Bob Letterman

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(Gail) The Corner Curio.

September 17th, 2012 by admin

In December, 2009, I discovered a 47 year old daughter that I was never aware of. Many of you know the story, if you don’t and are interested, here is a link.

Her birthday is on December 8th and the following year I built her a miniature mansion for her 48th birthday and my first one as her father. I posted the build as an SBS on this site.

For 2011, I refurbished an antique china cabinet I lucked onto for her and also posted it here as well.…-what-ive-been-up-to

Well, another year has rolled around and I’m building another 1:1 scale birthday present for Gail, my daughter. Back in May, 2012, Gail and I took a father/daughter vacation to Kansas City. On our last day, we went to a very unique place that carried antiques, home furnishings and had an upscale restaurant on the top floor. While there, we walked into one of the many rooms and saw a corner curio cabinet that was striking and she fell in love with it. On close inspection, it was poorly crafted and even the finish, which made it unique, wasn’t done well. Here are a couple of photos. Click on photos to enlarge.

The price on this was outrageous, especially considering the poor workmanship. So, I told her I would make one for her birthday that would be much better in quality for far less money and still retain the dynamic that caught her eye, the bronze patina. Hell, I have been putting patinas on statues, roofs and gutters on my cityscape dioramas since the 60s. When I refurbished the antique china cabinet last year, I realized that working on furniture was definitely a lot like modeling and I could use many of the techniques I have learned or developed over all those decades in another field. This dio was began in the 70s. Note the roof and statue. Click on photos to enlarge.

You can see that the builder was trying to capture the Federalist style, but didn’t bother to use a finial, and the oval wasn’t cut evenly. It is higher on one side than the other. When I do cut the vault and opening on the top of the cabinet, I will cut one side first and then use it ,(reversed), as a pattern for the other side which in theory will result in a perfect opening. The finial will be between the two sides so there won’t be a seam. I am finding that all that math and algebra I learned so many years ago is coming in handy! The arch that terminates the shelf opening will be made with a large drafting compass that I just happened to have from my days in college when I attended a Technical Institute. Gail wasn’t even born yet. Here is a photo of a finial and a base that I will use.

Click on photos to enlarge.

As in the photo below, it will be placed dead center between the two sides.

With the Federalist style, the vault or pediment, (arch), at the top can be curved or straight. IMO, the straight, (As on the Kansas City curio), has a more proper federalist appearance as the curved ones seem to include a touch of Louis the 14th style. (Only natural as at the time the Federalist style came into existence the Louis the 14th style was dominant in Europe and undoubtedly influenced the Federalist style). See, I have already been doing some homework! Le Roy Soleil, the French sun king, had his own furniture designed and it is still being manufactured today. The Federalist style was elegant, but without the frilly stuff of a Louis the 14th piece. See example below.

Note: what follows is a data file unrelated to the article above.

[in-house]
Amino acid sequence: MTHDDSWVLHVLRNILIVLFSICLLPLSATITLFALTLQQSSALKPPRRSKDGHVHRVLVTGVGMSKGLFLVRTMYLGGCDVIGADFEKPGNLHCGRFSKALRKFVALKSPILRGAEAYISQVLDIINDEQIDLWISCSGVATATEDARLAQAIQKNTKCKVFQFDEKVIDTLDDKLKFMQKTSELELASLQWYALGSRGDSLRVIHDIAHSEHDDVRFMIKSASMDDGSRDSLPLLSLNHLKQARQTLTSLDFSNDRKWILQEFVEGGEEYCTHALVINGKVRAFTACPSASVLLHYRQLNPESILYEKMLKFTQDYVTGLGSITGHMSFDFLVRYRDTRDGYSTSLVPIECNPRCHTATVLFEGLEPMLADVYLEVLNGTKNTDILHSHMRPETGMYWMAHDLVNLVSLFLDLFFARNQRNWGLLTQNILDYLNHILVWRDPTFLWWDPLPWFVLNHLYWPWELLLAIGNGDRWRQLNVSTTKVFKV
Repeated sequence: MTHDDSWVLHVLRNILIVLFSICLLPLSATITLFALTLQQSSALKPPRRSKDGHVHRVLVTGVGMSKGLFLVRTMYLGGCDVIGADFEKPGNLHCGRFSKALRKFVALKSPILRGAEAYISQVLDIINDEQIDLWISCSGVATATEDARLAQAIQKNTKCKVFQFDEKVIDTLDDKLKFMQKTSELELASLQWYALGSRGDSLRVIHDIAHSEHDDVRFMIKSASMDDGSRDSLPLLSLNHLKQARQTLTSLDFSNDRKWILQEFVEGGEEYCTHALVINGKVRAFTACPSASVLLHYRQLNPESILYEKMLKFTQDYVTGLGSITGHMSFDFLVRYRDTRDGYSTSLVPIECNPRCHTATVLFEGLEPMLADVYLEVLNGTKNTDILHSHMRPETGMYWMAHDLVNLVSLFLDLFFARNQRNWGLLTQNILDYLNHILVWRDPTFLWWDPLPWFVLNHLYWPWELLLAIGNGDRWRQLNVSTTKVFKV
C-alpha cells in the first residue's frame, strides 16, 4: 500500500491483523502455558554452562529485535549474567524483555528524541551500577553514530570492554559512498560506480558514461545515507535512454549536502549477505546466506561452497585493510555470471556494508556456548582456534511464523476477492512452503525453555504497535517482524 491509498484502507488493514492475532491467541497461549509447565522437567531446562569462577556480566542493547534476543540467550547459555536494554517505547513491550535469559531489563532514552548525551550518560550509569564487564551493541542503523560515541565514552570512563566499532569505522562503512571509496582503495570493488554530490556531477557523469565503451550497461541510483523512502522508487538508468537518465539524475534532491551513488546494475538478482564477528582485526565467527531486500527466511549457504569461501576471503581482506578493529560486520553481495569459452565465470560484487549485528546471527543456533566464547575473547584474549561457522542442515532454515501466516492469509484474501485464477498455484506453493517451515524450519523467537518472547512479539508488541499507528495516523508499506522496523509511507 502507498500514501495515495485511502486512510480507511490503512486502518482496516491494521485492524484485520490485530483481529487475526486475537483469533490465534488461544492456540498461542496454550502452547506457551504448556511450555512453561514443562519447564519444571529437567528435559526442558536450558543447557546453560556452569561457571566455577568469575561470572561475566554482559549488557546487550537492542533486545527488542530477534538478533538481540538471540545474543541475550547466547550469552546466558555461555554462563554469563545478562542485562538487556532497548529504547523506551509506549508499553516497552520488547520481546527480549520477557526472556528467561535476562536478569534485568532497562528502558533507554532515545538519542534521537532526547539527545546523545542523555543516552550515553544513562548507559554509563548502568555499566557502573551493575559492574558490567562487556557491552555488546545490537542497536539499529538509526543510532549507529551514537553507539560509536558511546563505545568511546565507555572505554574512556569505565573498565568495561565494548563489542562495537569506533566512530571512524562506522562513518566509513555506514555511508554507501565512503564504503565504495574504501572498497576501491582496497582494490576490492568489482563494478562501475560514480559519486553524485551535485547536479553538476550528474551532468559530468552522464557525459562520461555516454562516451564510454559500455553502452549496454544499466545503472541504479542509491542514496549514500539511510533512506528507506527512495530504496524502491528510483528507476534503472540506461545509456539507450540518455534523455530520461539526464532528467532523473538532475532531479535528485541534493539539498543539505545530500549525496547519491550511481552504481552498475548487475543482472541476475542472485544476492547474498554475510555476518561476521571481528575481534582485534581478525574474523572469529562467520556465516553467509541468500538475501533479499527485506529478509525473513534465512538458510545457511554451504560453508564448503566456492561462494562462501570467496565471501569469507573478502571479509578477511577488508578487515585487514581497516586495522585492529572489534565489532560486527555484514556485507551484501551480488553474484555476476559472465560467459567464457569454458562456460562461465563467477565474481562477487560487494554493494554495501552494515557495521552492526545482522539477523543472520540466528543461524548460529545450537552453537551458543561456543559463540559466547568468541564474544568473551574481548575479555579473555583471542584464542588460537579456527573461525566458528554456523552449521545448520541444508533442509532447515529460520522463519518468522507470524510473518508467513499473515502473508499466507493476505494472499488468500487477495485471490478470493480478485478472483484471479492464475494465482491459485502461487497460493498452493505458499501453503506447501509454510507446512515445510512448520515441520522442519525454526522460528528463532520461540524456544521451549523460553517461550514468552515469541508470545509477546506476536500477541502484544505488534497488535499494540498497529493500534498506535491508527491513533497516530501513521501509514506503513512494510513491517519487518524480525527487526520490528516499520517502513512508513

Click on photos to enlarge.

One of the things I intend to include in her curio are tufted, padded interior walls. I have bought an earth brown suede-like material that will line the interior walls. I have never seen this done before, but I think it will soften the exterior patina for a less gaudy appearance. Note the color blend of the cloth with the patina on the exterior.

I bought the tufting buttons in the photo below. Click on photos to enlarge.

Here is some flexible molding I bought to go on the inside of the oval or circle I will cut into the top configuration as well as the arch that terminates the shelf section. The colors won’t matter on the exterior as it will all be painted with the patina, and, hopefully, a lot nicer job than the Kansas City curio cabinet. Click on photos to enlarge.

I want it to be personalized as much as possible, so, I am sculpting a profile of her and her husband, facing each other on the upper portion of the cabinet. I plan to use these two photographs in the ghilberti style, similar to flats you see at figure shows. An example of the ghilberti style.

Click on photos to enlarge.

As I reread this, I am starting to sound like an interior decorator. So, just for the record, I’m a devout heterosexual! OK! This will be a first for me, but I feel confident I can pull it off, especially after the china cabinet of last year. I have to order some foam rubber for padding off the Internet as well as some nail buttons for the tufting. I plan on starting it as soon as this damned heat lightens up. I’ll be building it in my garage. I’ll be posting the Step By Step here as it goes along. It’s amazing what a daughter will bring out in you, isn’t it?

Gail wasn’t clear on what I plan this project to look like. So I made a rough sketch. An artist I’m not, but here is the sketch. Cut me some slack please? The rough drawings of the profiles are about double the size they will be and I made no attempt to create likenesses. I’ll have a go at that with the Milliput! Click on photos to enlarge.

I got a bit more done today, (9/25/12)

A short update on the corner curio. It is coming along. I’ve been very busy lately but managed to get this far.

I have most of the shelving itself cut and beginning to make the basic unit. Click on photos to enlarge.

Here is the unit with the shelves in place.

And here is the shelf facing material. Click on photos to enlarge.

I got in some progress yesterday. Here is an update. This is turning out to be fun!

I got all the electrical stuff to light it up. These will be concealed under the shelves and won’t be seen. Only the glow. Click on photos to enlarge.

I am putting this together with screws and carpenter’s glue. It is really strong and rigid. The screws are all counter sunk and the holes will be filled in with wood filler and sanded before painting. Here is a shot of the base.

Here I have laid out the pattern for the capital. I will use a scroll saw to cut out these details. I bought some ready made scroll work and cut them up and refitted them for a customized bit of work.

Click on photos to enlarge.

Another view.